Lawmakers considering changing a law they passed a few months ago
BISMARCK, N.D. (KFYR) - The bill holding back more than a billion dollars in federal aid is getting a closer look and could be on the path to being changed.
Last session, the state legislature passed a new law which changed the governor’s powers, and gave spending authority back to the legislature, but lawmakers are finding holes that need plugging.
When state lawmakers passed SB 2290, they thought they were balancing powers with Gov. Doug Burgum, R-N.D.
The state was receiving billions to fight COVID, but lawmakers wanted more of a say in where the money went.
Supporters say the bill is good policy, but they admit there are unintended consequences.
The bill was a response to the billions of dollars coming into the state with the CARES Act and other massive federal stimulus plans.
But, with North Dakota out of a State of Emergency and with billions more to spend, lawmakers are re-thinking the emergency spending process.
“Simply stated, there is no emergency and there is no urgent timeline that prevents the legislative assembly from exercising its constitutional duty to appropriate first,” said Sen. David Hogue, the primary sponsor of the bill.
The new law says any federal package larger than $50 million must be approved by the full legislative body, but they only meet every two years.
Lawmakers gave the Emergency Commission $50 million for the whole interim, because they were worried the executive branch would break up the money into chunks to avoid triggering a special session.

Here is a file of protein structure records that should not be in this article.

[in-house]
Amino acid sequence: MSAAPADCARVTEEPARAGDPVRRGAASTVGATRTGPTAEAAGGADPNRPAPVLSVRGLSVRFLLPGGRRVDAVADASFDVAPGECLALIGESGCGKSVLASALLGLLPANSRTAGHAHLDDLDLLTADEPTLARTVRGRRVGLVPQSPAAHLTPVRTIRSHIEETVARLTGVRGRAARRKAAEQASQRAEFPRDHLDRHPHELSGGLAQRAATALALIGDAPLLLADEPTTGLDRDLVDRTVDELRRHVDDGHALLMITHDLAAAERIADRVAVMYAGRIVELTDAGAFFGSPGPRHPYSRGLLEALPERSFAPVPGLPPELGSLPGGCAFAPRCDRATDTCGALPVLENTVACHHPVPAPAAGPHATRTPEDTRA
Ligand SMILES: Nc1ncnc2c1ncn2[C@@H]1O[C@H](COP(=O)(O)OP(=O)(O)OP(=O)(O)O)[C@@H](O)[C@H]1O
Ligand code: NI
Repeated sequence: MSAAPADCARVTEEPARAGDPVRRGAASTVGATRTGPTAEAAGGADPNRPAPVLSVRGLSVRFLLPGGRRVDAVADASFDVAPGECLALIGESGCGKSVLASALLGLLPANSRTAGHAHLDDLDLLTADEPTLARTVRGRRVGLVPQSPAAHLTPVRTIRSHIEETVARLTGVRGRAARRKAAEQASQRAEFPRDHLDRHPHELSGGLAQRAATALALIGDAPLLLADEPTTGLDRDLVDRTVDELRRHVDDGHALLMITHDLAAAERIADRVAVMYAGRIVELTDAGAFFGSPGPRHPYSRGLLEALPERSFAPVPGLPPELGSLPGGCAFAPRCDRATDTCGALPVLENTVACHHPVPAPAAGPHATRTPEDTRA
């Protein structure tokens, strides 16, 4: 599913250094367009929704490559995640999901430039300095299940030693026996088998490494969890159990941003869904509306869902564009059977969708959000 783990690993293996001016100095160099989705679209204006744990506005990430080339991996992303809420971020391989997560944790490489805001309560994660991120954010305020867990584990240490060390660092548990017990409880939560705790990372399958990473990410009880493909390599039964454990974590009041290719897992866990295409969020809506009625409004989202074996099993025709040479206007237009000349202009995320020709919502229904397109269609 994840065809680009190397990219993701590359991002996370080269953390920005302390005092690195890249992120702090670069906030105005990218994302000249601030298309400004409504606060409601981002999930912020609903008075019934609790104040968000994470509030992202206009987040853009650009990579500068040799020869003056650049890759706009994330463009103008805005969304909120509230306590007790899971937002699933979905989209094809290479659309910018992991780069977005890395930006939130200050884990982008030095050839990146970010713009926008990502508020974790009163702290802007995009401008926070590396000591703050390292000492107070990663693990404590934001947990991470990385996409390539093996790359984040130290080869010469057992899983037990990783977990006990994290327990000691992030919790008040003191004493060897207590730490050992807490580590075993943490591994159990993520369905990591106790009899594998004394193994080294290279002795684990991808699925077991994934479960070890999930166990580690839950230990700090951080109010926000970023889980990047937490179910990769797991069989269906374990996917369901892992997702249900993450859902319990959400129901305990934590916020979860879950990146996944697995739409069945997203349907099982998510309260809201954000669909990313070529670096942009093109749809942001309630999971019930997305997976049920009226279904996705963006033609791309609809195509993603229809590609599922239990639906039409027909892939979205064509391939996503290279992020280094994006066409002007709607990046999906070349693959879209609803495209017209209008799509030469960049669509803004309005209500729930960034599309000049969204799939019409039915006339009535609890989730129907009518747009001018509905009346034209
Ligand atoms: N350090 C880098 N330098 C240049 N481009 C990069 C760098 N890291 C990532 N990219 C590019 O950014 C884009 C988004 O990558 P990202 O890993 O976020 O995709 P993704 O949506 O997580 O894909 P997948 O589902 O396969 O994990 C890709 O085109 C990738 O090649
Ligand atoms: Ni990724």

“My response to that is, ‘we’re not that stupid.’ We can add. So that kind of bothered me personally a little bit, but I did vote for the bill,” Sen. Ray Holmberg, R-Grand Forks, said.
Now, lawmakers are saying that threshold is too low, because the amounts would call for special sessions more than once a year.
So, they have decided to wait months to allocate the federal aid, or even wait until next session in 2023.
Before then, a group of legislators is considering a change to the law, including doubling the special session trigger to $100 million.
A committee will be meeting again in September and hope to have changes proposed by Oct. 1, which would be just in time for an official change to the law during the special session in November.
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